Saracens evolve to survive

Saracens winning the 2018 Aviva Premiership title
Saracens winning the 2018 Aviva Premiership title

It would be harsh to say the Premiership final never lived up to its billing, we were still treated to test match intensity, thunderous collisions and well worked tries but the truth is Exeter never really looked as if they pose a serious threat to Saracens.

We could easily forget that this is a Saracens side who suffered seven consecutive defeats over the winter. This is a side with several Lions limping their way to the end of the season, called out by pundits for their apparent fatigue who, along with some players set to make their final appearances before retirement, were preparing their bruised frames for one last battle.

The sight of Billy Vunipola playing despite short of match fitness supported this theory, but under the Twickenham sun his brother Mako, Maro Itoje, Owen Farrell and Jamie George brought a level of intensity that poured scorn on their doubters.

Mako Vunipola in particular has been outstanding; his all-round performances have put him up there as one of the best props in the world. Exeter consistently lost their width as they fended off tireless carries from Vunipola that ultimately created space for Goode and Wyles to exploit. He did this while maintaining an upper hand, if not dominance, in the scrum and a huge defensive shift that included several bone crunching hits.

In Saracens dominance it is easy to forget that the first half opened with almost 10 minutes of Exeter possession as wave after wave of Chiefs crashed into the Sarries wall. This onslaught would sap the energy of many sides to be exploited in the latter stages of the game but the London side remained disciplined and even comfortable.

Coaches will say it gets easier for a defence the more phases that an attacker goes through but Exeter go against the grain. After an initial burst of 4 – 5 phases most teams will put to ball as the attack stalls, Chiefs style is to retain possession even if they lose ground. As the phases mount up they are looking for mix matches, dog legs, tired and ill-disciplined defenders to exploit. Saracens though remained firm, with an athletic pack there were few mix matches, there were no dog legs, they apparently did not tire and discipline is a hall mark of Saracens game.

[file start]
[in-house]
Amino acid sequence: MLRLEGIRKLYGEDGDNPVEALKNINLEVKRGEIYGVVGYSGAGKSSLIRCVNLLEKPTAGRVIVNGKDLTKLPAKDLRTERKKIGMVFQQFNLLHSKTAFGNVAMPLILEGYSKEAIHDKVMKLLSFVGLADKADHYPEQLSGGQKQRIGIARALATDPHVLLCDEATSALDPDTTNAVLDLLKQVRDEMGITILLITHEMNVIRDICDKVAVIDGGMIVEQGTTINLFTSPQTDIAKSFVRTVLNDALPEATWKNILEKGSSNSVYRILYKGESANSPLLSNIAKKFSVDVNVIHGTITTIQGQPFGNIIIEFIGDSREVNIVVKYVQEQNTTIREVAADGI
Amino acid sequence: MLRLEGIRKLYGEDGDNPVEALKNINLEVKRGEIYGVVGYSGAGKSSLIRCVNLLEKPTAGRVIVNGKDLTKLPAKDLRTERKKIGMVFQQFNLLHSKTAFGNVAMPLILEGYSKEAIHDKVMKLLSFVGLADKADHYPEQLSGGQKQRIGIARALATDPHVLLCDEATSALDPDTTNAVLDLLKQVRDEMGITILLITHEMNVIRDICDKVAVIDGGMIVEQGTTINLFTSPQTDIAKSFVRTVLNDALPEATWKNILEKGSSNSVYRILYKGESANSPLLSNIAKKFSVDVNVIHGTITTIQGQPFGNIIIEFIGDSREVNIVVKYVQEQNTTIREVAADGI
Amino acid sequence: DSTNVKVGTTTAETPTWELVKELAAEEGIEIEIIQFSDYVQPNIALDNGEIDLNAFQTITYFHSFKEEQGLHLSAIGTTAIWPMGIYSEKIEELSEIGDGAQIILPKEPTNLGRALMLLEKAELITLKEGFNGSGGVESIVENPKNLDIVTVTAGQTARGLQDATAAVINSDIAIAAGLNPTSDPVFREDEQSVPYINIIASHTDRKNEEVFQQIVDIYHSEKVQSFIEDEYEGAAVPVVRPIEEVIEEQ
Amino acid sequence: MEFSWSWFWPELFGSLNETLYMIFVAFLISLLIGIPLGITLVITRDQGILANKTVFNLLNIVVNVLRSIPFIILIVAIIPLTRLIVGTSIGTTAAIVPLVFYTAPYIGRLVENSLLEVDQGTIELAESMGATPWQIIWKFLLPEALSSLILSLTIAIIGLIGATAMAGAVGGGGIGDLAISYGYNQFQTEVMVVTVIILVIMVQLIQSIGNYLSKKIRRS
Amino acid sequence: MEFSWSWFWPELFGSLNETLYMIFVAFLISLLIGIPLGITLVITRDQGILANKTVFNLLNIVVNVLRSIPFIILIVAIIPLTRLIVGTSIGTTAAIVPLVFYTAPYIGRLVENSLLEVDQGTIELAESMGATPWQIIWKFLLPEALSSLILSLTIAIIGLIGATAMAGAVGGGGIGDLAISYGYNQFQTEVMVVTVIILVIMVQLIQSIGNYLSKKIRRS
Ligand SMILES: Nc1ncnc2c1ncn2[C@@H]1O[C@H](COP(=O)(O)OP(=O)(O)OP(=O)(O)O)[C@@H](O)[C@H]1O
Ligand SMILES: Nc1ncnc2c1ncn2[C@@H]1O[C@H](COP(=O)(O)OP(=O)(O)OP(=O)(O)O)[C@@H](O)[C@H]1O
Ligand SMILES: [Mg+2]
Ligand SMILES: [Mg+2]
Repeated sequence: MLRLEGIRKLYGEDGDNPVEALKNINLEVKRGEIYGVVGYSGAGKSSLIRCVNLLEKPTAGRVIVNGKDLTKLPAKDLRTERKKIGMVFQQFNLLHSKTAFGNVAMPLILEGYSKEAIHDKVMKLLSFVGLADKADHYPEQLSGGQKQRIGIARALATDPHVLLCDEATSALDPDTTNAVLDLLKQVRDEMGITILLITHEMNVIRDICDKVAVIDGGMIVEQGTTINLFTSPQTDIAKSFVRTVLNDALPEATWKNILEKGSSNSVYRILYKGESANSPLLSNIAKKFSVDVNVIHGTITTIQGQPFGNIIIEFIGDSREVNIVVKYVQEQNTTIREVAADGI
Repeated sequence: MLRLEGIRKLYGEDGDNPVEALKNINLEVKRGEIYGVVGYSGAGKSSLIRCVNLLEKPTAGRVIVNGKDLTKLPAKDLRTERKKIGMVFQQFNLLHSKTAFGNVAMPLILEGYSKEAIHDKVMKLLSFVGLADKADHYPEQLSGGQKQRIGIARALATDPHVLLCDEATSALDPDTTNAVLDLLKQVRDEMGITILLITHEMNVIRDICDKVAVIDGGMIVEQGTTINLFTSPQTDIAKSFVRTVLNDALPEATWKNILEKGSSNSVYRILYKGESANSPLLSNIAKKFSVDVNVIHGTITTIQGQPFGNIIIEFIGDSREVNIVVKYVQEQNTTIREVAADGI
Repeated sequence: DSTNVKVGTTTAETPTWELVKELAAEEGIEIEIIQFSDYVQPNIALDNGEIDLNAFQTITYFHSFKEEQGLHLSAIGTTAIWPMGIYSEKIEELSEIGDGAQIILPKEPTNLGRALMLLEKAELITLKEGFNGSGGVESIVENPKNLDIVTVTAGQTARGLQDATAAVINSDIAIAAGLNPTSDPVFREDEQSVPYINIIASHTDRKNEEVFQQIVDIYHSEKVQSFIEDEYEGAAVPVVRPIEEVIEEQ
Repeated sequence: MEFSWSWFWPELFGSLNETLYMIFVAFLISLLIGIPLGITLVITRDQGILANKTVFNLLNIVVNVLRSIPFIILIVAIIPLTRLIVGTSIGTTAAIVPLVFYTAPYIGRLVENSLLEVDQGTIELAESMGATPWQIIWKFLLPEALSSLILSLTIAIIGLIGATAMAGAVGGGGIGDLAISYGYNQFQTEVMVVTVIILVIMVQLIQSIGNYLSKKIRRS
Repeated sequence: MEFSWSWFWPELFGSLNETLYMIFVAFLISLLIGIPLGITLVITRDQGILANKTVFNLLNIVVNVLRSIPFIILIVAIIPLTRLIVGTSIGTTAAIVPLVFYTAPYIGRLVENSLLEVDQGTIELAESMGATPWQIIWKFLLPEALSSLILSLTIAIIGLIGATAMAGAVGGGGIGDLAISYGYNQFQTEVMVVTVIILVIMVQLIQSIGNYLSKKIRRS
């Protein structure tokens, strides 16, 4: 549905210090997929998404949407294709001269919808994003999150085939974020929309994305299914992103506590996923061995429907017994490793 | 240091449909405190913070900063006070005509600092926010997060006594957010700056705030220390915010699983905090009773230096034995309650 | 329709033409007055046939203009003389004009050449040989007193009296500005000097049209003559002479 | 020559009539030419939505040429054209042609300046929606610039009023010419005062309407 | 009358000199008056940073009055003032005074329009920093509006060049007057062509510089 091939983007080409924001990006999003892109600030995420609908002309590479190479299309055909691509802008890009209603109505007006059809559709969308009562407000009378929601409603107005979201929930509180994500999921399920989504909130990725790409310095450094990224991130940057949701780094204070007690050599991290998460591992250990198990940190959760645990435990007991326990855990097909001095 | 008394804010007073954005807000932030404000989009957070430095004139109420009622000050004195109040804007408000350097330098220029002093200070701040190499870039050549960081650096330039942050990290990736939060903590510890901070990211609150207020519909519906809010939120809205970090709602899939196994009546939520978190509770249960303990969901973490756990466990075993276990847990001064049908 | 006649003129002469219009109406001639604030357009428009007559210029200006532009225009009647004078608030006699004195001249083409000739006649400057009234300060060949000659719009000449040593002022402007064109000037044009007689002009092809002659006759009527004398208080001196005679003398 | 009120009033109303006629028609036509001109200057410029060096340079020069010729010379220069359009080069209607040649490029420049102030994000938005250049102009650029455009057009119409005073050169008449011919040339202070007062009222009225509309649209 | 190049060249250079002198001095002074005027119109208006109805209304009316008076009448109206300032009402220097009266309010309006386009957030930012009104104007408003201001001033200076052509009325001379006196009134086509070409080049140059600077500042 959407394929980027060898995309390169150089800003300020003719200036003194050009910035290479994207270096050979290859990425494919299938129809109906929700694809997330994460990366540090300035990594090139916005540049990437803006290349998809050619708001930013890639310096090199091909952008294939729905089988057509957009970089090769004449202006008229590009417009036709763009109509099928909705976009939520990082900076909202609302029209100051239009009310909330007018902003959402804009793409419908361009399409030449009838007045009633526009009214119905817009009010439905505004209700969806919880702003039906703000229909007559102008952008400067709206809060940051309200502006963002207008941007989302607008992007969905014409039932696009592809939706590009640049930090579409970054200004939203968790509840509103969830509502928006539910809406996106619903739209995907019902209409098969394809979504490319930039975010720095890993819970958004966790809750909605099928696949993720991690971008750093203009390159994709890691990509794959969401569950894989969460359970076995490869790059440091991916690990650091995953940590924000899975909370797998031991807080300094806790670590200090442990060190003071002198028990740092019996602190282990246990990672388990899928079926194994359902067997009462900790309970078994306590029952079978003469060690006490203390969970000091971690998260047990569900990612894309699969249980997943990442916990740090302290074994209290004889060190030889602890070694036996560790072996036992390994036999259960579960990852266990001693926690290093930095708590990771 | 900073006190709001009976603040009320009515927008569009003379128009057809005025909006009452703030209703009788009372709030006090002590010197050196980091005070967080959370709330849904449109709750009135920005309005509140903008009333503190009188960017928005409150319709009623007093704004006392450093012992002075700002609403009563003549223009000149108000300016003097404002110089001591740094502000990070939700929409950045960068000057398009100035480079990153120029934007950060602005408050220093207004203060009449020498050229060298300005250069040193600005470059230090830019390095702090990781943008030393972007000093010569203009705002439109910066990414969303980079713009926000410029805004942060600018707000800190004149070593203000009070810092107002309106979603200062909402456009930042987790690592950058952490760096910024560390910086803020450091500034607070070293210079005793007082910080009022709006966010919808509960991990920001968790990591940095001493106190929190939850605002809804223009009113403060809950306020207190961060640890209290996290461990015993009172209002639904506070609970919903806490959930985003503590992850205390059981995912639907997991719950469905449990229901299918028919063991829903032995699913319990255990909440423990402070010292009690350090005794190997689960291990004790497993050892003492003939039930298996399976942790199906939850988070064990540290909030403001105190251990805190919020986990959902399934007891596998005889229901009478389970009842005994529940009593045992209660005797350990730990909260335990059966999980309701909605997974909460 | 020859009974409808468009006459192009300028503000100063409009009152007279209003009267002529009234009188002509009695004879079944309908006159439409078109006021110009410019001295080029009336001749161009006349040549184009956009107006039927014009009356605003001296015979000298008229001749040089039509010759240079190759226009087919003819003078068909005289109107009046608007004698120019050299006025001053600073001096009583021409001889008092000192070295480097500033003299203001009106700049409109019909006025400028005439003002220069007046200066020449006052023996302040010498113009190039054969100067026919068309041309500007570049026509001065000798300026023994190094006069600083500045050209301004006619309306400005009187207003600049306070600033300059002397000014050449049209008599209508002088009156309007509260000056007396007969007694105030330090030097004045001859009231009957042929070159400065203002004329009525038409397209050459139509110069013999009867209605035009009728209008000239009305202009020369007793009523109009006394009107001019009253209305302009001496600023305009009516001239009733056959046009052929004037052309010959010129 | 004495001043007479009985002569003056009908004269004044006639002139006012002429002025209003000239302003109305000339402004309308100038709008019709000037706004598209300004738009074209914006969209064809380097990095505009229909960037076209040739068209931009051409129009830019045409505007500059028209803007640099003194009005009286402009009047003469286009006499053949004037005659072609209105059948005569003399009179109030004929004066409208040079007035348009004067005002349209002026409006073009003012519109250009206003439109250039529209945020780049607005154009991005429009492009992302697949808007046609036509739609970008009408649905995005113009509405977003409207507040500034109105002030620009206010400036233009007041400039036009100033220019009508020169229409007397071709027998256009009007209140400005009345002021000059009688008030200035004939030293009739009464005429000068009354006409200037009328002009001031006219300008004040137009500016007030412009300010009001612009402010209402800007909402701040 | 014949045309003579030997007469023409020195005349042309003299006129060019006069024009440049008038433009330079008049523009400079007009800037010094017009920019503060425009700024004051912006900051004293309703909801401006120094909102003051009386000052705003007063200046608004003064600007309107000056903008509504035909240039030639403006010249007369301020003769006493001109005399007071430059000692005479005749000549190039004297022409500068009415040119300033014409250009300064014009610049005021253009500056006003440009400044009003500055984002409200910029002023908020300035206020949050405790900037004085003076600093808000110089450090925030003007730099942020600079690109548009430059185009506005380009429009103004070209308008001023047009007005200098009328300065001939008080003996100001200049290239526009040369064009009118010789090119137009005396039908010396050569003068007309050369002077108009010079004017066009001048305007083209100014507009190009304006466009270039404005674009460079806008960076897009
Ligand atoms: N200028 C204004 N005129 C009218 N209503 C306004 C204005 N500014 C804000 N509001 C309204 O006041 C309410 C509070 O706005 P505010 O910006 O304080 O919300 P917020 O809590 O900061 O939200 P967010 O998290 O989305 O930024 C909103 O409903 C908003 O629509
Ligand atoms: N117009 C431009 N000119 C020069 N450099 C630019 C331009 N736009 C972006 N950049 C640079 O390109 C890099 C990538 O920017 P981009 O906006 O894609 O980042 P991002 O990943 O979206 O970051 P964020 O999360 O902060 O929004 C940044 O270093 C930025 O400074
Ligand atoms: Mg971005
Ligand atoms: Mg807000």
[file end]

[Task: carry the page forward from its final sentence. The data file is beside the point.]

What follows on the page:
Exeter will need to find a plan B if they are to continue to challenge for silverware.

Saracens though have plans A – Z, this is a side that continues to find a new edge.

Against Wasps they were brutal and direct, swatting aside the Coventry based contenders to reveal a soft underbelly that was ruthlessly exploited.

In the final they were patient, squeezing the life from Exeter in attack and defence through their big men. When they looked to change the point of attack rather than looking to Owen Farrell to loop around into the wide channels the outstanding Alex Goode was the one to give Saracens width.

Had Exeter kept their width Saracens had the option of using Alex Lozowski, the stand-off has developed in the 13 shirt giving his side an extra dimension in attack. It’s possible that Saracens are borrowing a move from Exeter’s play book in moving a talented standoff and a second distributor to 13. The result is Saracens have decision makers across the field giving them a rare ability to adapt to the situation.  

All this from a side that just a few years ago was criticised by pundits for their “negative” kick chase style of play. They are known more for their 'wolf pack' defence, a defence that has been the backbone of Saracens resurgence in European rugby but now they boast a fluid and clinical attack that rivals any team, from any hemisphere.

The transformation of Saracens style of play, their ability to keep reinventing themselves and evolving to keep up with brutal pace of professional rugby is the true mark of a Champion.